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I have 2.5×10[itex]^{15}[/itex] photons inciding every second on a photoelectric cell. Each photon has 2.5eV of energy and the work function of the cell is 2.2eV. I know that the photoelectric conversion efficiency is 20% and I'm asked to find the maximum electric current through the cell when a potential difference V is aplied to the system.

So... I know that only 20% of the incoming photons will contribute to the current generation. That's 5×10[itex]^{14}[/itex] photons. It means that 5×10[itex]^{14}[/itex] photoelectrons will be taken away from the cell evey second. It is a current of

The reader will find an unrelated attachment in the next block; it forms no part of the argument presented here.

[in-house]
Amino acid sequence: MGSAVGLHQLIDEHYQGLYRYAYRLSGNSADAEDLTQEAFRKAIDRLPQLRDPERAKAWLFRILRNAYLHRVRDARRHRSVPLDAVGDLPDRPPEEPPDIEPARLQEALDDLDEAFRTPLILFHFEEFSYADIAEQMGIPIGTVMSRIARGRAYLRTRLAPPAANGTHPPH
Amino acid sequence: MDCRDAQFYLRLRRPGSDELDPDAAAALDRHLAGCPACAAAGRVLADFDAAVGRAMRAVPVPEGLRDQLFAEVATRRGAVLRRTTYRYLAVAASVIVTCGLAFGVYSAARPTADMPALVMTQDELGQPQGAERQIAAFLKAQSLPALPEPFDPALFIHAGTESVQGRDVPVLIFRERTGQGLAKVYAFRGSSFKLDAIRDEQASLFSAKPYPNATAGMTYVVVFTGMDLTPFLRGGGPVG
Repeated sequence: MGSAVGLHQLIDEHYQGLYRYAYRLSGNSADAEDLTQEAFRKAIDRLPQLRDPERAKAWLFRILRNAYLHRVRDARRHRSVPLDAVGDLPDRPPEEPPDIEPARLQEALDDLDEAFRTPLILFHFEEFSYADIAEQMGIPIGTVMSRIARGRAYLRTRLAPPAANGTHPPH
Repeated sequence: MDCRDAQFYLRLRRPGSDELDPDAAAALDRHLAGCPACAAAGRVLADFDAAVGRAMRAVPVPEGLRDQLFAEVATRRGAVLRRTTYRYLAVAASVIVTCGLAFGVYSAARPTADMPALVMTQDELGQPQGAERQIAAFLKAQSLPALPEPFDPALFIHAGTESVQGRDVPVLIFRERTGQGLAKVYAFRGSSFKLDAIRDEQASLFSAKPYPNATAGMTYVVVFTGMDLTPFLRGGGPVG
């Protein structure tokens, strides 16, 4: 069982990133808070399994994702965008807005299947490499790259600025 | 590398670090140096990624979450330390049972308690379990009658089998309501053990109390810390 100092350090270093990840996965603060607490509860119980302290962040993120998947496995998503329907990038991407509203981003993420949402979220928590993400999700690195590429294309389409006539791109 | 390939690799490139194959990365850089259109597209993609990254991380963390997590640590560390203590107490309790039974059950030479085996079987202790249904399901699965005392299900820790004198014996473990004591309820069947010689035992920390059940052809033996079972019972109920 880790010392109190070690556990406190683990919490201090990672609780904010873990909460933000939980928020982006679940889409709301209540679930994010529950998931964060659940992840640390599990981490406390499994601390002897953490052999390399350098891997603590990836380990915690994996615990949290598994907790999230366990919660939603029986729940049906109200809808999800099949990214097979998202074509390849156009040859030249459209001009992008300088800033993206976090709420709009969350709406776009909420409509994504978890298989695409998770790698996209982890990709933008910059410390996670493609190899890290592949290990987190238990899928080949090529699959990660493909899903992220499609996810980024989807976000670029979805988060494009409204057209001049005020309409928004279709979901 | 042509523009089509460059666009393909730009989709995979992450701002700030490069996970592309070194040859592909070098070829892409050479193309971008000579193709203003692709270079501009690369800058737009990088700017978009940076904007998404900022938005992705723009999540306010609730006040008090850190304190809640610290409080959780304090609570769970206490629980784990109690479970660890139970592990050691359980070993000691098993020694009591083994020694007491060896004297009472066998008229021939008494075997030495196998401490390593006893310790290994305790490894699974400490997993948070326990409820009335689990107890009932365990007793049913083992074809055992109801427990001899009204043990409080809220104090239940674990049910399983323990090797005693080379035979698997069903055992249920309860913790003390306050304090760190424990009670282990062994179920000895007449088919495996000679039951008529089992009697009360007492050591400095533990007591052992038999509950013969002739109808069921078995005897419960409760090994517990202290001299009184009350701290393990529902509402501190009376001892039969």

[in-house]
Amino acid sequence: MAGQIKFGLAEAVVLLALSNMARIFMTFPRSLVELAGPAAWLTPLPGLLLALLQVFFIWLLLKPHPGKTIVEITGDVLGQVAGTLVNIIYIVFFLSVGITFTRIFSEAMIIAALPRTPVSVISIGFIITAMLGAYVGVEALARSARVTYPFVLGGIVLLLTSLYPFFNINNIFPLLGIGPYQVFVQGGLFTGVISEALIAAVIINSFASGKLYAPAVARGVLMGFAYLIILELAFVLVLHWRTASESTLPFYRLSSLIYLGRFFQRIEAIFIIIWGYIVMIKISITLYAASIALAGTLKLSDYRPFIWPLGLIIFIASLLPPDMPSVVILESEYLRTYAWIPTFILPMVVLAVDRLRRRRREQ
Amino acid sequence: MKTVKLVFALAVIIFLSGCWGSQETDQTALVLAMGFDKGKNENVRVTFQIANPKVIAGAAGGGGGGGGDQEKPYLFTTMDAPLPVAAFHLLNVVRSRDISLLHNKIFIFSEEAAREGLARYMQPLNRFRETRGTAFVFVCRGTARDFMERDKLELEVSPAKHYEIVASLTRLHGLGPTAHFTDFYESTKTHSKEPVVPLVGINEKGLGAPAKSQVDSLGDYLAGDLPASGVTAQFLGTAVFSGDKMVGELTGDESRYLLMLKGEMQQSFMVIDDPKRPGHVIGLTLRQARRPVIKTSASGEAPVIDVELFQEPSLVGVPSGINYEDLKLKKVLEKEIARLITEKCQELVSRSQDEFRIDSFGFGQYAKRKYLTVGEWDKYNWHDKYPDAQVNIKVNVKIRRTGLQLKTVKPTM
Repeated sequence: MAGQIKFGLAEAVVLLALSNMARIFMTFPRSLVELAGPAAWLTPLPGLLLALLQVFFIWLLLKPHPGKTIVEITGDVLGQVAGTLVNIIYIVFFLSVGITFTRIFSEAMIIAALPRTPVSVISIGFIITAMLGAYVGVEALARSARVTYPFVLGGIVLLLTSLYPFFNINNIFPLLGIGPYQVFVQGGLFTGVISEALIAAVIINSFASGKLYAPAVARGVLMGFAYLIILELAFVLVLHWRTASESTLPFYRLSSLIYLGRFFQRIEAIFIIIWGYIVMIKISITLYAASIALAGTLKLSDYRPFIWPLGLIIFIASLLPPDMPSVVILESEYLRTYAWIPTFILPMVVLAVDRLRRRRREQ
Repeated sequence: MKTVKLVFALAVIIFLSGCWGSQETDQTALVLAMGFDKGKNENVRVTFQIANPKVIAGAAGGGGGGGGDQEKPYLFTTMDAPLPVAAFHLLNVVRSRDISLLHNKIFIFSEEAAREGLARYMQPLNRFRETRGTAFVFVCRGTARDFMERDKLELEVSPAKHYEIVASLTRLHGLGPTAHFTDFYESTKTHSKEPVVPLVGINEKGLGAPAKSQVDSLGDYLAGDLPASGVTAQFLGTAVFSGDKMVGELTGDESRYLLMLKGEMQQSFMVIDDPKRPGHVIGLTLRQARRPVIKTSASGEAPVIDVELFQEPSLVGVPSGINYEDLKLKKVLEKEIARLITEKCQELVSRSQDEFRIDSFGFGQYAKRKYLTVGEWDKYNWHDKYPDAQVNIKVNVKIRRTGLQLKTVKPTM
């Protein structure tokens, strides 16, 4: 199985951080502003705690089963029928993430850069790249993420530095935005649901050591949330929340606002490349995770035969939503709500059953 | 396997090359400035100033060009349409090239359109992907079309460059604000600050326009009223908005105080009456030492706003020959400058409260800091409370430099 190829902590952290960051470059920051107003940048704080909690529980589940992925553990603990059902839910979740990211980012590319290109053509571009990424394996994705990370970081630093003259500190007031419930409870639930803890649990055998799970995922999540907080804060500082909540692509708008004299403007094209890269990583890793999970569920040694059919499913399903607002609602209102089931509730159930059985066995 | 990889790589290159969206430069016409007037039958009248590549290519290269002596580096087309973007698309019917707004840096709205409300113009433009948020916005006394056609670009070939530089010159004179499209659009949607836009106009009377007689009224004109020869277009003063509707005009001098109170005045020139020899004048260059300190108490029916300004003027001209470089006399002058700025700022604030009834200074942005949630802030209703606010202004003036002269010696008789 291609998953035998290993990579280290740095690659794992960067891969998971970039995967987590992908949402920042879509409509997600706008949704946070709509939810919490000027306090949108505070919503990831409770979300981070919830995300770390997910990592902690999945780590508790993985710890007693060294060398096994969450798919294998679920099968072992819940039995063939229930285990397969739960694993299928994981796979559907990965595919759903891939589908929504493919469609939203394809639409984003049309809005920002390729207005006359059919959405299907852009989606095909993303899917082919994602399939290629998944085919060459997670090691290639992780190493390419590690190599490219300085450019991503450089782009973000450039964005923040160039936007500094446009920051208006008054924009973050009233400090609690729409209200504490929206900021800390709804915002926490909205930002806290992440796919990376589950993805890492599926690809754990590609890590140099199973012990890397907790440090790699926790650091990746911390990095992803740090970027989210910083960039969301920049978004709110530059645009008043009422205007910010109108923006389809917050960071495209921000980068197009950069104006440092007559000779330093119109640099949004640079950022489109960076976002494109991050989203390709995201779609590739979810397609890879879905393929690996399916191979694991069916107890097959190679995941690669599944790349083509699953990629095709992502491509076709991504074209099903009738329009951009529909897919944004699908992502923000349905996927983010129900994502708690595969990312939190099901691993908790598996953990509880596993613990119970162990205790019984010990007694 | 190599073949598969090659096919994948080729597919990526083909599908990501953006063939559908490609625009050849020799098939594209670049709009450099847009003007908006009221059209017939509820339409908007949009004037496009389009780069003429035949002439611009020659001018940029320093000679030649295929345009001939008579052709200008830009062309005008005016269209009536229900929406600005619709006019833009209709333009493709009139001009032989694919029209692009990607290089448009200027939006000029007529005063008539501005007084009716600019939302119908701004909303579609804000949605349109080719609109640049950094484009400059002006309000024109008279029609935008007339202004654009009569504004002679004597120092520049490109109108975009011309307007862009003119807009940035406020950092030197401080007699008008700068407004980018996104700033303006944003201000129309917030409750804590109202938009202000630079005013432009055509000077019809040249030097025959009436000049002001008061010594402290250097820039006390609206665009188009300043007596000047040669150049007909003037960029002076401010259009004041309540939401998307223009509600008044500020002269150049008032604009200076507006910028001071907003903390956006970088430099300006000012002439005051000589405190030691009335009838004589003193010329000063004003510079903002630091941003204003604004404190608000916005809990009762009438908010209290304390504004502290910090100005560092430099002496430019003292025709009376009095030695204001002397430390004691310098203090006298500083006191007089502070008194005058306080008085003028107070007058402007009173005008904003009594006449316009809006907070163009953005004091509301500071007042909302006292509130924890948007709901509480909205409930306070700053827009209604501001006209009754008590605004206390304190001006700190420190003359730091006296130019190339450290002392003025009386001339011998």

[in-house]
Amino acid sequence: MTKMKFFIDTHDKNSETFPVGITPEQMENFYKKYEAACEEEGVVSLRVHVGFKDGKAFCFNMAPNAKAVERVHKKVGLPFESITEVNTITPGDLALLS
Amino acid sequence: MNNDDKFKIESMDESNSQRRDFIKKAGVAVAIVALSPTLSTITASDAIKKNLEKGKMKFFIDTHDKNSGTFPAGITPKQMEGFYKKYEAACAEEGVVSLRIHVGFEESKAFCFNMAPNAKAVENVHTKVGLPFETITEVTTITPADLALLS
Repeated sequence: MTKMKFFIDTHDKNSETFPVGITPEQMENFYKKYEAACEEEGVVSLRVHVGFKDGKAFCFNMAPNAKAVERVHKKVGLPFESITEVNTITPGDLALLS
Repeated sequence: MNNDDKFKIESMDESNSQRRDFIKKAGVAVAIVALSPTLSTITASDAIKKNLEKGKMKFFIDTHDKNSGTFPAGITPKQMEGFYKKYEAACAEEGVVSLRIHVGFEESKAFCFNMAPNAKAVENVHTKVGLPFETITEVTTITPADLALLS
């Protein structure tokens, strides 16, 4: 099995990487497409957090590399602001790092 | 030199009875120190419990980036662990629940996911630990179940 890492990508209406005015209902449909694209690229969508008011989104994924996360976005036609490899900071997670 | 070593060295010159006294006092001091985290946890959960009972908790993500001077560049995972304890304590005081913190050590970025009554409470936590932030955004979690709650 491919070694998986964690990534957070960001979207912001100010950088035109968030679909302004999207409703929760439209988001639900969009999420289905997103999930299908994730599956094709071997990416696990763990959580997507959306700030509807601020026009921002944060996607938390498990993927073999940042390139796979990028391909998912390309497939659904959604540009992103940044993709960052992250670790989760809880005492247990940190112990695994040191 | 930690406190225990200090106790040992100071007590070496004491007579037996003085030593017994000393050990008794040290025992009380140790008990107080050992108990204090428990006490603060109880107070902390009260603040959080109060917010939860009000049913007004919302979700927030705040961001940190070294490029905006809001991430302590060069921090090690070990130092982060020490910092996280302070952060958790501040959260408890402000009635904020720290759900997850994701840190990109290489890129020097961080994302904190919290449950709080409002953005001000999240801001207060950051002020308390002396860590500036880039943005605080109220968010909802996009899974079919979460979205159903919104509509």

i=1.6×10[itex]^{-19}[/itex]*5×10[itex]^{14}[/itex]=8×10[itex]^{-5}[/itex] A

What is the role of V here? If the light has energy enough to take the photoelectrons, unless V=0.3eV (or anything >0.3eV) the potential will have no effect on the current, right?

Thank you.